You are here: Treading carefully: nuclear weapons in a multi-polar age

13 March 2013


If nuclear deterrence works at all, particularly in the sense that it encourages a country to abstain from utilising a nuclear option, it must surely work best when there are two parties, or two solid alliances, that compose the warring dynamic. This is what some would say inhibited the Cold War from becoming something more vigorous. A multi-polar world—a world where antagonists are not immediately obvious or their opponents readily discernible, or where non-state actors play an increasingly significant role—is an uncertain place where we must learn to tread carefully. It is not easy to tread lightly in a world when nine states possess nuclear weapons, where there is a likelihood that other states will seek to develop such weapons, and where the possibility of non-state actors acquiring fissile material grows year on year.  
This is a sentiment shared in a 5th March op-ed in The Wall Street Journal co-authored by the US statesmen Henry Kissinger, Sam Nunn, William Perry and George Shultz, and in which they highlight the continuing dangers posed by the existence of nuclear weapons, dangers that “remain all too real”. Citing increasing uncertainty stemming from challenges such as frayed US-Russian diplomatic relations, North Korea, Iran’s unclear and obfuscatory nuclear ambitions, and the menace represented by possible nuclear terrorism, the so-called ‘Four Horsemen’ iterate that “global leaders owe it to their publics to reduce, and eventually to eliminate, these risks”. The statesmen emphasise four areas they see as key and requiring most urgent consideration by the Obama administration and by states in general:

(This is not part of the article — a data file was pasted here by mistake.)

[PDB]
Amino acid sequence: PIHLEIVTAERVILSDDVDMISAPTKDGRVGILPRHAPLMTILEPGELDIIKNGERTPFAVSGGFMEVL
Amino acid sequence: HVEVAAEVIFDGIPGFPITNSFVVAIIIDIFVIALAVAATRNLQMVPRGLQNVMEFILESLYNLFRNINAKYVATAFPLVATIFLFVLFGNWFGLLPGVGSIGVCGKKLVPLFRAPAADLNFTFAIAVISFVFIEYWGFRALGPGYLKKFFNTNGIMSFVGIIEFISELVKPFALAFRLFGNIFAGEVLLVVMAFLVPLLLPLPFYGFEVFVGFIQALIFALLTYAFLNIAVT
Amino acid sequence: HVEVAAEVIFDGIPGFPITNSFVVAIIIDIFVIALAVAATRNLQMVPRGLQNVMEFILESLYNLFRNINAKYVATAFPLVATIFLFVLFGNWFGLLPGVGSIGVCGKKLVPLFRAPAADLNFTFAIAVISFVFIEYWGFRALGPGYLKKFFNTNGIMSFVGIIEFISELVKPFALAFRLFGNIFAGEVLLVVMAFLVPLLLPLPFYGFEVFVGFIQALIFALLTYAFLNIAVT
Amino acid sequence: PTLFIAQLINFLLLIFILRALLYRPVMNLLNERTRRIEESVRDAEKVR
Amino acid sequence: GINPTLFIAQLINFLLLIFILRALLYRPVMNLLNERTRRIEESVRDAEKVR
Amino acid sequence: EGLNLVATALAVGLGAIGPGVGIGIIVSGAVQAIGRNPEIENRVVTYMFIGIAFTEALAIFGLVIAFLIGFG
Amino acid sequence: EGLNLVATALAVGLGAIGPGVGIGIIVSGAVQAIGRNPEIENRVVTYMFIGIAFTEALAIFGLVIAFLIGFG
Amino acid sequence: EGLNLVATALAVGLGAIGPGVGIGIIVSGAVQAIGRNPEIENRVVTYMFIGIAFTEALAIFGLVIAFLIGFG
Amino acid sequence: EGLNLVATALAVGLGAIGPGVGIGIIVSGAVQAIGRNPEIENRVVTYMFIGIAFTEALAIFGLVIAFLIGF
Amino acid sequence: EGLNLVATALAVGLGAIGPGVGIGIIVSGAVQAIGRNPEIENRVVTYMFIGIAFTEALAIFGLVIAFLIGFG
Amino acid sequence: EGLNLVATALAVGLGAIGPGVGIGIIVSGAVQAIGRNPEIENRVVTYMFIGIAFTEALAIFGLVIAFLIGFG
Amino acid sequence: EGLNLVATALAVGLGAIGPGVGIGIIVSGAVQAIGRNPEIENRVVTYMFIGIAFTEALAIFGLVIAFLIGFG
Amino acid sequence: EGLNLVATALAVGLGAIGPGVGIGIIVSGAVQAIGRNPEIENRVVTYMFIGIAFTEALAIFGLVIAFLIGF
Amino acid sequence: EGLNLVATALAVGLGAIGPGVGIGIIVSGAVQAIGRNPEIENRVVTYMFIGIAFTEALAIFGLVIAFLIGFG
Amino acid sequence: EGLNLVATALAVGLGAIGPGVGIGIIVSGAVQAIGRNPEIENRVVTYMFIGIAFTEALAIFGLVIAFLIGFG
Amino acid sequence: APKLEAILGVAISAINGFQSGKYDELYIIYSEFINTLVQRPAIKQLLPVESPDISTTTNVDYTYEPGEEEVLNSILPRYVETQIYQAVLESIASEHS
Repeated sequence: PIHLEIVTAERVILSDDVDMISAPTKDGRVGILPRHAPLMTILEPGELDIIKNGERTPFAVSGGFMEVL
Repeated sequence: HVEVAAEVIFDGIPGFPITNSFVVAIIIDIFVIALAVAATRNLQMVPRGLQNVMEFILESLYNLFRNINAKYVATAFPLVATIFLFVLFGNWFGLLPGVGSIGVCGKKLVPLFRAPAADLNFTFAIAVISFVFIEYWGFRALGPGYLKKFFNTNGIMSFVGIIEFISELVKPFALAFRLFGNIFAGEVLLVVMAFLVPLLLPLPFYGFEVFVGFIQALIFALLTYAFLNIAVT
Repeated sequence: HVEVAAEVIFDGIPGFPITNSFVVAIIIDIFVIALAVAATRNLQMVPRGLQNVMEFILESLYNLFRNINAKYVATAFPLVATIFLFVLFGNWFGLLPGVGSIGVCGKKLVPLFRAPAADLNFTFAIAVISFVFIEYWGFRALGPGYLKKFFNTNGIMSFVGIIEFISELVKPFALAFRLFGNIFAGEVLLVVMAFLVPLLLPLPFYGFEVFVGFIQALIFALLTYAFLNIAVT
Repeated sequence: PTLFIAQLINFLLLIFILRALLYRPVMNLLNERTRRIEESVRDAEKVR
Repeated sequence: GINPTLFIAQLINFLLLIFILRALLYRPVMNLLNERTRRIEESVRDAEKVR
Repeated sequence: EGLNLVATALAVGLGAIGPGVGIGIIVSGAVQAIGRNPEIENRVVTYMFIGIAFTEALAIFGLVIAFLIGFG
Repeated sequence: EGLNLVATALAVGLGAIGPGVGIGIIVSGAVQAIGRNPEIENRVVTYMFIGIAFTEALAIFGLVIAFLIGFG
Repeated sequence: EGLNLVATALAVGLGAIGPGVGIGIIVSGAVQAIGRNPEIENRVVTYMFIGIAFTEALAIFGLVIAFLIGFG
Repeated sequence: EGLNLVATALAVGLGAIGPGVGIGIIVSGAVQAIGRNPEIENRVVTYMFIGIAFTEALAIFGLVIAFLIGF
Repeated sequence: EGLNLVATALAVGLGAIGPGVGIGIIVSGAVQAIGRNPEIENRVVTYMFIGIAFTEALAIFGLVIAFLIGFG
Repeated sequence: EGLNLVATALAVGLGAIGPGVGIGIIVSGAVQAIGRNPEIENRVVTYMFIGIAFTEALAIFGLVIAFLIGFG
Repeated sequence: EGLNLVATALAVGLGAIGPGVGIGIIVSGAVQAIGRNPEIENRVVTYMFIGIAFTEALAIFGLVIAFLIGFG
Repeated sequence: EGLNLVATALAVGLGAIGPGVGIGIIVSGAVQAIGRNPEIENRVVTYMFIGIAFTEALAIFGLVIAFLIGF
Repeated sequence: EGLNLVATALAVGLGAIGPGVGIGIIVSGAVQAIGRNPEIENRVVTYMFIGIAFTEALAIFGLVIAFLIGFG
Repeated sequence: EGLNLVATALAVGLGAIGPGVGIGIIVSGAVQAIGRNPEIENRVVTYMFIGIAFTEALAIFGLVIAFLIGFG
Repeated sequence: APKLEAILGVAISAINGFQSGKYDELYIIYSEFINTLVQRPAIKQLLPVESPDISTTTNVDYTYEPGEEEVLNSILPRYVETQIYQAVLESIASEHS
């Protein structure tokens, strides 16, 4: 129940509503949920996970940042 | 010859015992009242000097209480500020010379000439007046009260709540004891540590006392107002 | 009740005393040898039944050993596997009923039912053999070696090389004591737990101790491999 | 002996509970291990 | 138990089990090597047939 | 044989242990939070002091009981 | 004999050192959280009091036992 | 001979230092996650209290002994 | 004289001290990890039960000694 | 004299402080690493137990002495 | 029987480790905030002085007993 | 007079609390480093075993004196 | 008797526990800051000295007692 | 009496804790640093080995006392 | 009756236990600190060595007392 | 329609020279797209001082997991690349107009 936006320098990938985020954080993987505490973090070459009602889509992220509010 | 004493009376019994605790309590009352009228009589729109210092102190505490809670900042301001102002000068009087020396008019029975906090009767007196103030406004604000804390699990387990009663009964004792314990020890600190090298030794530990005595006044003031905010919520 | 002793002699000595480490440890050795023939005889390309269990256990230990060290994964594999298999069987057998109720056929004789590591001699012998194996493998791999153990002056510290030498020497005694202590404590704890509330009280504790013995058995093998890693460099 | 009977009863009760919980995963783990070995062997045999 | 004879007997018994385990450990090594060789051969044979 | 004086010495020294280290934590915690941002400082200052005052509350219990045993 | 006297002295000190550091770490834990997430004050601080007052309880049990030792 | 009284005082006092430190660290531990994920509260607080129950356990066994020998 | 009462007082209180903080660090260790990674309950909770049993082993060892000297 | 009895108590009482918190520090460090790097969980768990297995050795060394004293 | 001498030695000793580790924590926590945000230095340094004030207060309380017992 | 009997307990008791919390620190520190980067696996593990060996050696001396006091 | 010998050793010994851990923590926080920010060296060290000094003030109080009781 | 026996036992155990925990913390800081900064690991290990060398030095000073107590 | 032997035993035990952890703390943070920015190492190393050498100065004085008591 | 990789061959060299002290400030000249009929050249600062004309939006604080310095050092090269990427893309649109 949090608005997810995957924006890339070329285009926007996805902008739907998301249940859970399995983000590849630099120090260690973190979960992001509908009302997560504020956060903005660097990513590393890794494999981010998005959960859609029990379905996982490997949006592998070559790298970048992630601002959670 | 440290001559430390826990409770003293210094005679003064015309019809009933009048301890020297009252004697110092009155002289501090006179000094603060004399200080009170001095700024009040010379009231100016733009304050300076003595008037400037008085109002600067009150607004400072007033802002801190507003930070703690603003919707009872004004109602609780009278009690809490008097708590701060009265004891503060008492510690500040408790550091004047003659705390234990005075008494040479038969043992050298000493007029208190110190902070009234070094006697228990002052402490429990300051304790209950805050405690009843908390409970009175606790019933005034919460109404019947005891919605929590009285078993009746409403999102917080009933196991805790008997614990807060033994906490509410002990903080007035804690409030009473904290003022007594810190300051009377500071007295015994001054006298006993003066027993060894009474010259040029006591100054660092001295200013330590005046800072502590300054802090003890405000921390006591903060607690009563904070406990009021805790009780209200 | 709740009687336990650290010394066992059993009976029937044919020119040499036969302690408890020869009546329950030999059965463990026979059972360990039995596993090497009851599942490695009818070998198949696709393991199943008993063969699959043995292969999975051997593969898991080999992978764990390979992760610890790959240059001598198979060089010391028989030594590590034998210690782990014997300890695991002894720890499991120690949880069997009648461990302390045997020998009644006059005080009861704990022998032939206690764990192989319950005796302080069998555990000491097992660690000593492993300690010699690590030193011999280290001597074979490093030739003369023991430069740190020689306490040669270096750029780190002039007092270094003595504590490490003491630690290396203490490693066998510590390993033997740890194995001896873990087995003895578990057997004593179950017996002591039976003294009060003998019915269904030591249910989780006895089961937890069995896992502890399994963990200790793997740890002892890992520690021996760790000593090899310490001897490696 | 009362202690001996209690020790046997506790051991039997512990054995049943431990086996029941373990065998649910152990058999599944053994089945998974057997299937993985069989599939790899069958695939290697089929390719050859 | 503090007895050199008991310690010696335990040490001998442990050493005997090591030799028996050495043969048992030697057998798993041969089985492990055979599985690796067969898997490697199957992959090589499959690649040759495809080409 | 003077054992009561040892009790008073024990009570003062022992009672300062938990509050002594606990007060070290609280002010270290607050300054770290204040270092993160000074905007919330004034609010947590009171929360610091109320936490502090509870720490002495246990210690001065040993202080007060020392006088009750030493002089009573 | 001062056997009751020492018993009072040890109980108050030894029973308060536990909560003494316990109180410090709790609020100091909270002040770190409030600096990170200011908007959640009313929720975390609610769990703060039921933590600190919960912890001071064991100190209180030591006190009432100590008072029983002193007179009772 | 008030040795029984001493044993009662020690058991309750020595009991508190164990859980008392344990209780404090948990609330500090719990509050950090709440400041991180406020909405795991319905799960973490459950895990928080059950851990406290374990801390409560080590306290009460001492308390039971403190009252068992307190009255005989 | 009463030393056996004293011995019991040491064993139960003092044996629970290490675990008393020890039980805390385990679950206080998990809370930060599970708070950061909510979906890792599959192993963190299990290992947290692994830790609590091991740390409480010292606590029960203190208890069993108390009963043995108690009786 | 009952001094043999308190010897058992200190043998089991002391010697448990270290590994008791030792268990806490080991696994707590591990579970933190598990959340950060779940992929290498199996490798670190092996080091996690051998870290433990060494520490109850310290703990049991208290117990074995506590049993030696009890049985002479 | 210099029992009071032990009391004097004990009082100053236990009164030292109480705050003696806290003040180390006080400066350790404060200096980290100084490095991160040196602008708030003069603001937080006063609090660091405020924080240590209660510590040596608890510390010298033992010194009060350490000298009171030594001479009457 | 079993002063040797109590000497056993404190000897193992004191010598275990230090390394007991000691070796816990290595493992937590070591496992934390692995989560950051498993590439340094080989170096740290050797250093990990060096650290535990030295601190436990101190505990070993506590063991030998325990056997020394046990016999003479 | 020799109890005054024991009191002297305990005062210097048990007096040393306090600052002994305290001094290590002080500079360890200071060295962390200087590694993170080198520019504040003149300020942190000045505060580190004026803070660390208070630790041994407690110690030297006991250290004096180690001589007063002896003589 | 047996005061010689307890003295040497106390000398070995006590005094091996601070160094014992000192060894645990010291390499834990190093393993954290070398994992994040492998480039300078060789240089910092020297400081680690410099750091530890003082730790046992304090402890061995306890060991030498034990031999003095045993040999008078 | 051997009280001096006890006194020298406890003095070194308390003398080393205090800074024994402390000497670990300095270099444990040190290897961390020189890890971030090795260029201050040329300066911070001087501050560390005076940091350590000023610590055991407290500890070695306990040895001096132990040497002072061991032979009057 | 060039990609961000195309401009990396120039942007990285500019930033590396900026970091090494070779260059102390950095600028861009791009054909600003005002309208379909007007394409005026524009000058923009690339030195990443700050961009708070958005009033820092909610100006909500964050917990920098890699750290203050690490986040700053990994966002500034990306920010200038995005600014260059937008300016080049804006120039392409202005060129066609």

1. Securing nuclear materials to prevent catastrophic nuclear terrorism: at the next Nuclear Security Summit, planned for 2014 in the Netherlands, world leaders should commit to develop a comprehensive global materials security system—including procedures for international assurances—to ensure that all weapons-usable nuclear materials are secure from unauthorized access and theft. 
2. Changes in the deployment patterns of the two largest nuclear powers to increase decision time for leaders: the U.S. should work with nuclear-armed nations world-wide to remove all nuclear weapons from the prompt-launch status in which nuclear-armed ballistic missiles are deployed to be launched in minutes.
3. Actions following New Start [Strategic Arms Reduction Treaty]. Washington should carefully examine going below New Start levels of warheads and launchers, including the possibility of coordinated mutual actions. Such a course has the following prerequisites: a) strict reciprocity; b) demonstrable verification; and c) providing adequate and stable funding for the long-term investments required to maintain high confidence in our nuclear arsenal. Consolidating and reducing U.S. and Russian tactical nuclear weapons not covered under New Start should also be a high priority. 
4. Verification and transparency: the U.S. should launch a "verification initiative" that involves the U.S. nuclear weapons laboratories and global scientific experts in developing essential technologies and innovations for reducing and controlling nuclear weapons and materials.